B. Insist that colleges spend more time at your high school than a recruitment period. Representatives should take half a day to meet the principal, teachers, other students and sit in on a class. Maybe high schools (public and private) in a region should have tours for college admission people the way colleges do for counselors, so they can gain a little more insight into the region.
C. A group of institutions acting in concert to exert control over a product or service is a cartel in my book, not a more benignly-named “Coalition.” We should demand that the Coalition’s leaders defend its existence and demonstrate how it improves “access.” Simple assertions that is does are not sufficient. Counselors have every right to make these demands in defense of their students, who would have to bear the brunt of its requirements.
D. College admission deans, even those at the most high status institutions, report to the president and the board of trustees and carry out their wishes. College counselors should insist that college presidents understand our objections and relay them to deans. To that end, college and high school leadership should meet to discuss the problems facing students on the path to college.
E. We have a NACAC textbook on how the college admission system works and what to do designed for new admission people. I recommend that college counselors develop a similar textbook along with seminars and workshops for college admission representatives to sensitize them to the conditions students face at various schools and in different neighborhoods. What does it mean for a school to have 90% of its student body on free or reduced lunch? What is the economic situation affecting families? How should a college approach these factors and what do we need most from you? All admission officers should get this training.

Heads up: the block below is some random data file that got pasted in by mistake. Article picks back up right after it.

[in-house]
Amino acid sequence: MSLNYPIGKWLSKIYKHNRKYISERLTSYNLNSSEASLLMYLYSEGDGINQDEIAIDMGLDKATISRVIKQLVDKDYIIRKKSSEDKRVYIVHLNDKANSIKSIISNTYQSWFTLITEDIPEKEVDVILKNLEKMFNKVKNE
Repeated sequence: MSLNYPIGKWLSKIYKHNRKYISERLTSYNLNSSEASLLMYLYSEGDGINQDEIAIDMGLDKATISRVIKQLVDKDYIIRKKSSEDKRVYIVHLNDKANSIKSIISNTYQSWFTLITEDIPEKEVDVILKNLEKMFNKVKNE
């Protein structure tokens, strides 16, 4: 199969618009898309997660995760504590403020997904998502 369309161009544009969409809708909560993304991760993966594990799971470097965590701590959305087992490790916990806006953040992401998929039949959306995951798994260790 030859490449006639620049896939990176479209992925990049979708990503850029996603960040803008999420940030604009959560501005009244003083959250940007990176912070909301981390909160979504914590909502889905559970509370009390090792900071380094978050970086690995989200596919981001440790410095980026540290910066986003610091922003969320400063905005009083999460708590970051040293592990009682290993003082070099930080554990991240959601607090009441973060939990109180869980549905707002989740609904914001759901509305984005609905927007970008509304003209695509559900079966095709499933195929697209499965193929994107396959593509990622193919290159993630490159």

F. Tell colleges to limit their marketing to students who have a realistic chance at eventually being accepted, and don’t start until junior year. In a related issue, re-examine their need to be “world class” or international when it comes at the expense of your traditional audience. Over the years, despite extensive marketing efforts, most students seem to end up at a college within a 250-mile radius of their homes. (Brutal economics plays a part, of course, but what’s the tradeoff on spending hundreds of thousands of dollars on communications that most often goes into a box under the bed?)
G. Insist that if colleges want better students, they should help educate them, not just tell them how to apply to college. If you want to introduce a program that depends on technology, you’ll need to pay for it and provide instructions and support. No “unfunded mandates.” Harvard University’s Graduate School of Education recently announced what sounds like a very promising effort in this regard called “By All Means: Redesigning Education to Restore Opportunity.”
H. Colleges should be forthcoming about relationships with companies building application platforms, including how student data will be handled and used.
I. If colleges are really serious about alleviating the pressure on our students they need to do the following things:
1. Limit students to taking standardized tests only twice and penalize those who insist on taking them more than that. No superscoring, for example.
2. Eliminate standardized testing as a requirement altogether.
3. Create a national essay day where students have five hours (or some other appropriate time) to write their application essays to eliminate the excessive polishing by adults. Students would write based on a randomized selection of topics they would see the day of the test.
4. Penalize “padding” and overstuffing of an application while rewarding depth of commitment. Construct the application to reflect this commitment.
5. While performance in class remains important, develop policies that reward students who take risks in their course choices as well, as they are expected to do in college.
College counselors in their schools
The college counselor’s role and caseload vary according to the type of school, but for counselors to be able to push back against the pressures colleges impose, these elements should be present:
A. Be sure you have a voice as the expert on students’ transitioning from high school to colleges. Establish yourself visibly as the authority. Are you part of your school head’s senior council or principal’s cabinet? Are you consulted about curriculum changes? You should be.